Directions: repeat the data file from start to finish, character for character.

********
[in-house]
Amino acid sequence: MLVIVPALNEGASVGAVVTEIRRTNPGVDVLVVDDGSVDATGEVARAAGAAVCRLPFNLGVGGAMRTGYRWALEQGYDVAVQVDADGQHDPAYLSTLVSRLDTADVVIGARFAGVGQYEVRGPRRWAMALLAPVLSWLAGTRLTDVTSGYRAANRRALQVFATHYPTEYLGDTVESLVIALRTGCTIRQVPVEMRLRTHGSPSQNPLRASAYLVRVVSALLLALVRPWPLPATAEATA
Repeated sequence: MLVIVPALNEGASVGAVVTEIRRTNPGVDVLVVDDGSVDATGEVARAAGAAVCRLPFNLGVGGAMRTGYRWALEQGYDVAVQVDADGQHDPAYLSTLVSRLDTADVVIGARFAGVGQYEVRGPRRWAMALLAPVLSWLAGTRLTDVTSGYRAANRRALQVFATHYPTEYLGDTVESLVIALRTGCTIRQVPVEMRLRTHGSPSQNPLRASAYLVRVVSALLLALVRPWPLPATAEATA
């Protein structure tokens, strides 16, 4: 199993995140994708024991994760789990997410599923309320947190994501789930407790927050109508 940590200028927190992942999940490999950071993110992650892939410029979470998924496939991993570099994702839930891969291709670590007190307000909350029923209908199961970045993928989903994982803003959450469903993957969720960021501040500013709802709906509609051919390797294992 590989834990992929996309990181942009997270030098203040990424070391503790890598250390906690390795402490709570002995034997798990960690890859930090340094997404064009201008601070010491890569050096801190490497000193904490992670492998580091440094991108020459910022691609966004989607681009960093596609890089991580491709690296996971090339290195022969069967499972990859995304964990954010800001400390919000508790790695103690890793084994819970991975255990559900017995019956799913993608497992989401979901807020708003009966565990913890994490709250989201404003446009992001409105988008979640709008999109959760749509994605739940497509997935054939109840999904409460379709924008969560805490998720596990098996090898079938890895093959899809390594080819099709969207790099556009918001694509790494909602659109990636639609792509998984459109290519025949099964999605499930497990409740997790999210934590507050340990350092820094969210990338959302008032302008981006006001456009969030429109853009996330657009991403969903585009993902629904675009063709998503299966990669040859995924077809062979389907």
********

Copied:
[in-house]
Amino acid sequence: MLVIVPALNEGASVGAVVTEIRRTNPGVDVLVVDDGSVDATGEVARAAGAAVCRLPFNLGVGGAMRTGYRWALEQGYDVAVQVDADGQHDPAYLSTLVSRLDTADVVIGARFAGVGQYEVRGPRRWAMALLAPVLSWLAGTRLTDVTSGYRAANRRALQVFATHYPTEYLGDTVESLVIALRTGCTIRQVPVEMRLRTHGSPSQNPLRASAYLVRVVSALLLALVRPWPLPATAEATA
Repeated sequence: MLVIVPALNEGASVGAVVTEIRRTNPGVDVLVVDDGSVDATGEVARAAGAAVCRLPFNLGVGGAMRTGYRWALEQGYDVAVQVDADGQHDPAYLSTLVSRLDTADVVIGARFAGVGQYEVRGPRRWAMALLAPVLSWLAGTRLTDVTSGYRAANRRALQVFATHYPTEYLGDTVESLVIALRTGCTIRQVPVEMRLRTHGSPSQNPLRASAYLVRVVSALLLALVRPWPLPATAEATA
């Protein structure tokens, strides 16, 4: 199993995140994708024991994760789990997410599923309320947190994501789930407790927050109508 940590200028927190992942999940490999950071993110992650892939410029979470998924496939991993570099994702839930891969291709670590007190307000909350029923209908199961970045993928989903994982803003959450469903993957969720960021501040500013709802709906509609051919390797294992 590989834990992929996309990181942009997270030098203040990424070391503790890598250390906690390795402490709570002995034997798990960690890859930090340094997404064009201008601070010491890569050096801190490497000193904490992670492998580091440094991108020459910022691609966004989607681009960093596609890089991580491709690296996971090339290195022969069967499972990859995304964990954010800001400390919000508790790695103690890793084994819970991975255990559900017995019956799913993608497992989401979901807020708003009966565990913890994490709250989201404003446009992001409105988008979640709008999109959760749509994605739940497509997935054939109840999904409460379709924008969560805490998720596990098996090898079938890895093959899809390594080819099709969207790099556009918001694509790494909602659109990636639609792509998984459109290519025949099964999605499930497990409740997790999210934590507050340990350092820094969210990338959302008032302008981006006001456009969030429109853009996330657009991403969903585009993902629904675009063709998503299966990669040859995924077809062979389907």